If Chef Andy Hyde’s joy and excitement for food don’t ring your bell, then your clapper is broken. That’s because the young Florida chef’s infectious enthusiasm is palpable, even over the phone. In fact, enthusiasm doesn’t quite capture Chef Andy’s abundant energy. Maybe “fervor” or “zeal” are better descriptors for the self-proclaimed “wild child of Naples.”
“I am who I am,” Chef Andy said. “I have an eclectic and diverse background, and I want to share it with people who love food and love wine. It’s my way of life.”
Chef Andy is the man behind Chef Hyde Gourmet, an upscale private chef and catering service in Naples, Florida.
Born in Ghana, Chef Andy spent his early years in Chicago before heading to Europe and The Culinary Academy in Hannover, Germany. While in Germany, he interned at Aqua, a 3 Michelin Star restaurant helmed by Chef Sven Elverfeld. His previous Naples credits include stints as executive chef at the former La Bazenne modern French restaurant, and La Playa beach and golf resort.
Coming to Florida from Germany, Chef Andy said Naples’ Gulf coast climate immediately felt like home and reminded him of his native Ghana. “It has a tropical feel combined with a city that brought back childhood memories,” he said. “I saw palm trees, and real coconuts!”
During this particular conversation, Chef Andy was planning a 12-course small bites menu for a private Valentine’s Day dinner for two couples on the waterfront in nearby Port Royale, Florida. Situated near Naples, Port Royale is on the highest end of high end, promoted on the city’s website as “one of the finest places in the world to live,” and “the playground of rich and famous people.”
Yet, even in a place where people seem to have everything, Chef Andy saw a need that he could fill. Although Naples’ wine culture is thriving and robust, Chef Andy said the area’s culinary terroir is still coming into its own. “Naples is a big wine city,” he said. “But we don’t have the gastronomy yet. But it’s coming. We’re making waves.”
Despite his upper-class surroundings, Chef Andy said he proudly draws inspiration from the good and simple foods of his youth. He’s particularly enamored with a cauliflower and coddled egg dish that’s been years in the making.
“I’ve been working on it for 14 years!” he said. “When I was 14, I was adopted by a vegetarian family in Germany. I hated cauliflower and wasn’t a fan of white asparagus. Those two always bugged me—until my mother made me a cauliflower puree with a poached egg. Wow, wow, wow, wow! The key was nutmeg in the purée.”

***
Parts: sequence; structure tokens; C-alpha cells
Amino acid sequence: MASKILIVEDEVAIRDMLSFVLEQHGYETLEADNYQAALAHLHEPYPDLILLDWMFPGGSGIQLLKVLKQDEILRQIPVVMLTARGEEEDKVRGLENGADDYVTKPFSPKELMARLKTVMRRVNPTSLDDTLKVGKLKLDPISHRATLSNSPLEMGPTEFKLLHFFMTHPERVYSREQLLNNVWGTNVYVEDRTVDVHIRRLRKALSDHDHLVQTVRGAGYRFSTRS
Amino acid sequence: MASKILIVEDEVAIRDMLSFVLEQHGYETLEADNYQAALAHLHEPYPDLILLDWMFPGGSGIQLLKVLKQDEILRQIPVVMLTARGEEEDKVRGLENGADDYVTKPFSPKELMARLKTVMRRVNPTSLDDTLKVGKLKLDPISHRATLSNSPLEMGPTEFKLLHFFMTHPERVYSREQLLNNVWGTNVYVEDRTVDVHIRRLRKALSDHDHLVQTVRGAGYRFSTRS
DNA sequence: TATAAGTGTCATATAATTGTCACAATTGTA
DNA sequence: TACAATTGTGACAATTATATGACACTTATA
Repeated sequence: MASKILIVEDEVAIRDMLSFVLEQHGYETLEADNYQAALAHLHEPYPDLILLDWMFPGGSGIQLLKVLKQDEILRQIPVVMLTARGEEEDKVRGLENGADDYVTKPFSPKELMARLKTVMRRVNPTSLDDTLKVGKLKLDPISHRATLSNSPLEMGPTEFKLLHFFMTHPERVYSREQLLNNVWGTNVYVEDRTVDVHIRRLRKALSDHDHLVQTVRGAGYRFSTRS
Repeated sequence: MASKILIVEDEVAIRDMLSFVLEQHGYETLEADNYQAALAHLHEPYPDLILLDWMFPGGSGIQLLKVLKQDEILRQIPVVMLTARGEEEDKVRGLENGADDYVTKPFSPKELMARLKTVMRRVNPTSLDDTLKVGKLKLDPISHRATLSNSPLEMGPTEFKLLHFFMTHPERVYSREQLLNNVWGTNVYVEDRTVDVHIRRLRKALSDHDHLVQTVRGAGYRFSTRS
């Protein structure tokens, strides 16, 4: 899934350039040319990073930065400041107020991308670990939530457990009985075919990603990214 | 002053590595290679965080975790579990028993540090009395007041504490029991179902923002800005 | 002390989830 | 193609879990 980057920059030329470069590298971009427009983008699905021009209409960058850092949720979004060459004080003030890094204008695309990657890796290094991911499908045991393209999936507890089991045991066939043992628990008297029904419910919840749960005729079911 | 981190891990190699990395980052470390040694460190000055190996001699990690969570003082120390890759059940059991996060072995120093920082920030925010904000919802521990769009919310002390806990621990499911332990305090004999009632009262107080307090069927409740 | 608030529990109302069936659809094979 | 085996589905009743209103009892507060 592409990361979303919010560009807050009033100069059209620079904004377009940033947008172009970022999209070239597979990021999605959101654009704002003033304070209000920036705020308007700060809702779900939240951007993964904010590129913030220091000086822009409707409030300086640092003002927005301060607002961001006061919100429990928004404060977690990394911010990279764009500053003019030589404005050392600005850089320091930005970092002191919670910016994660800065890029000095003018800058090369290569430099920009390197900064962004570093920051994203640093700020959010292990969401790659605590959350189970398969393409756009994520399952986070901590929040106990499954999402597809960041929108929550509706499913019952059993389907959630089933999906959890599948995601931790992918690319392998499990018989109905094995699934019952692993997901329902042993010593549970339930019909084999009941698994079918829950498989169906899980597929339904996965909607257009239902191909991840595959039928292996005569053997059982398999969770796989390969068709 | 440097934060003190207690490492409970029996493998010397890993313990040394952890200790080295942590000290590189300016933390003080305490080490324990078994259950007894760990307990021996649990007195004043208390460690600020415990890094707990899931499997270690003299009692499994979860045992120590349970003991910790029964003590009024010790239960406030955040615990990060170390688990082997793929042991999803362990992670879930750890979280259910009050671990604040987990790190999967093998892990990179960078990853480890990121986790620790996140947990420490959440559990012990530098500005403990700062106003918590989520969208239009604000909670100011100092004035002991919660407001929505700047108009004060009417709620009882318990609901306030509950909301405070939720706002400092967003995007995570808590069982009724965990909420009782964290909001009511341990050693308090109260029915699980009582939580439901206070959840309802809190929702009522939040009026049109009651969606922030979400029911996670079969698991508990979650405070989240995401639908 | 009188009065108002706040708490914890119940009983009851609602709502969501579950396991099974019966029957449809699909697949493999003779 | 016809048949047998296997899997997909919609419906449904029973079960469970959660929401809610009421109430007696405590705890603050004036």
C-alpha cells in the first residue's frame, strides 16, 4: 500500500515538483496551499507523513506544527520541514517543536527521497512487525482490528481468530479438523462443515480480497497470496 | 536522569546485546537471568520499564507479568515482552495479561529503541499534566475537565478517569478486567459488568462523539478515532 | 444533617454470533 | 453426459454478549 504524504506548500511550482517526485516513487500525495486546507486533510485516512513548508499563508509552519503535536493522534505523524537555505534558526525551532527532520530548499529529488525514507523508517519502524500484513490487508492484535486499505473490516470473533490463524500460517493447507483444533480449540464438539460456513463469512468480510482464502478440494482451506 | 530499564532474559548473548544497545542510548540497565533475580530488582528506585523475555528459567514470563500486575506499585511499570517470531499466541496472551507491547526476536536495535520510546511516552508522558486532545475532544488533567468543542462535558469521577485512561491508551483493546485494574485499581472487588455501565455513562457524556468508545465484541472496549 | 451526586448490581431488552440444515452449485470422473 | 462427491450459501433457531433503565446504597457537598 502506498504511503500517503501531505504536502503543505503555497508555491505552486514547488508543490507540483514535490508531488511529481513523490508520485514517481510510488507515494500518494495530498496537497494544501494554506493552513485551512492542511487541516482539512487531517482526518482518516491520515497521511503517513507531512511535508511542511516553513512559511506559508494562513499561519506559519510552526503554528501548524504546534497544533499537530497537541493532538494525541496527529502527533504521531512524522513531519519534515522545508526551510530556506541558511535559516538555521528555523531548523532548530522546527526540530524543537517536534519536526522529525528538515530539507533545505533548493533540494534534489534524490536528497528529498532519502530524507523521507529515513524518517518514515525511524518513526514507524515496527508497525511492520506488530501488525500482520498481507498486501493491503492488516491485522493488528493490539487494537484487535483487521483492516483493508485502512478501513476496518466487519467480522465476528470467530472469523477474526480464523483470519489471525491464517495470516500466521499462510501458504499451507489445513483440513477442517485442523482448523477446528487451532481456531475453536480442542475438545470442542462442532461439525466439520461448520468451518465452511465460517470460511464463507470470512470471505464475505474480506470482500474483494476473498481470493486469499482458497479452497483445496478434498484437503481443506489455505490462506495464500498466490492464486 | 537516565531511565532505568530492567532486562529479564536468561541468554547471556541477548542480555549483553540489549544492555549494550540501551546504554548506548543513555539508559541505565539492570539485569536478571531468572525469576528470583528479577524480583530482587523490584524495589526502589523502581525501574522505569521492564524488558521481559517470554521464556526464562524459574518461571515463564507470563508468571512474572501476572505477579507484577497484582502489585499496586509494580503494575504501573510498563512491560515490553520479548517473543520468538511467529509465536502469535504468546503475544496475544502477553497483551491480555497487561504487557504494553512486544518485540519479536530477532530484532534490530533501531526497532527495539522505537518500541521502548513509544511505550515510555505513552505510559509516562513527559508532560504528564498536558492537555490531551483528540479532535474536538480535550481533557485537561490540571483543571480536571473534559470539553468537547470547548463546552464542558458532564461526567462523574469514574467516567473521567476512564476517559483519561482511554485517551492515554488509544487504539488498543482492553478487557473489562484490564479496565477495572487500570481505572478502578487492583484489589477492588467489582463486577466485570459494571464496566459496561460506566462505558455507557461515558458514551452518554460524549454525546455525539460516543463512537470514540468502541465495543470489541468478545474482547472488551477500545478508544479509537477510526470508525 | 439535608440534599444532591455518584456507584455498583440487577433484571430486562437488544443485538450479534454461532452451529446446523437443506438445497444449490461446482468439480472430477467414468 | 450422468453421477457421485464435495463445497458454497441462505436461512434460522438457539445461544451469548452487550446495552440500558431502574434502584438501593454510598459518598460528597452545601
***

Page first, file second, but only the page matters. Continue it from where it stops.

After 14 years of tinkering, he satisfactorily refined the rustic dish for his upscale clientele.
“So, I do a poached cauliflower purée with three variations of cauliflower ─ shaved, raw and couscous. I use purple, white and Romanesco, with a truffle brown butter emulsion, shaved truffles, prosciutto, pea tendrils or frilled mustard. The egg goes on the puree and the sommelier pours on the emulsion tableside.”
Chef Andy said his Ghana vibe plays out on his plates through use of vibrant color, particularly from The Chef’s Garden’s array of edible flowers. “Ghana is full of colors,” he said. “Color brings joy to any atmosphere.”
Chef’s Garden bachelor buttons are one of Chef Andy’s favorite ways to incorporate color, flavor and texture. “The flavor is light, not so penetrating,” he said. “It’s just perfect. The color is vibrant. If you use it smartly, it really lifts up your dish.”
He includes the blooms on a beetroot macaron “snack” along with nasturtiums, micro bull’s blood, cucumbers and gold caviar. “All In one bite,” he said. “It’s a nice little sandwich.” For his beet tartare with a quinoa cracker, Chef Andy employs bachelor buttons, hibiscus flowers and beet blush, along with pickled mustard seed, cucumbers and capers. The blooms also show up on a squid ink tapioca cracker with big eye tuna, caviar, micro coriander and avocado wasabi mousse.
He garnishes his bison tartare with a generous splash of vermilion citrus begonias. “I put an abundance on it,” he said. He’s made a vibrant green lemon grass velouté for a turbot on the bone. “I was going to use it (lemon grass) as a garnish, but then I said, ‘bring that back!’ And I put the whole box into the Thermomix and blended it,” he said.
To spice things up, Chef Andy said he wraps arugasabi sprigs with thin slices of kobe beef served with pickled mustard. “Then I lightly torch it, so you get the flavor of the fat and the wasabi,” he said. Tiny serrated leaves of citrus lace adorn kobe beef with pickled shallot pearls and caviar. “It’s another beat that was missing,” he said. “That bang!”
For an intricate, delicate morsel, he pipes fois gras mousse into the yellow flower of a tiny cuke with bloom. “It’s a pain in the butt, but I’ve been able to pull it off,” he said, noting that the dish is consistently a hit, “just by the sheer cuteness of it.” “And that cuke cleans the palate,” he added.
Chef Andy is backed by a three-person staff that includes Sous Chef Jamie Cruz, Advanced Sommelier Mladen Stoev, and Lead Event Manager Peterson Jermaine. He said being a nomadic team cooking in clients’ unfamiliar kitchens is all in a day’s work in the private chef business.
“I love the challenge,” he said. “With so many moving parts, you have to be a very good logistics manager. It’s like starting up a new restaurant every time.” Still, he said he’d like to have a bricks-and-mortar establishment in the future.
“As demand grows, I want to open a small seated restaurant,” he said. “But I want to go about it smartly. I’ve seen too many chefs fail. I don’t want to open with money someone else worked hard for and then fail. My vision is to be one of the first African, American, European chefs. I’ve always said, ‘one day I’ll come back to America and show them what’s up.’”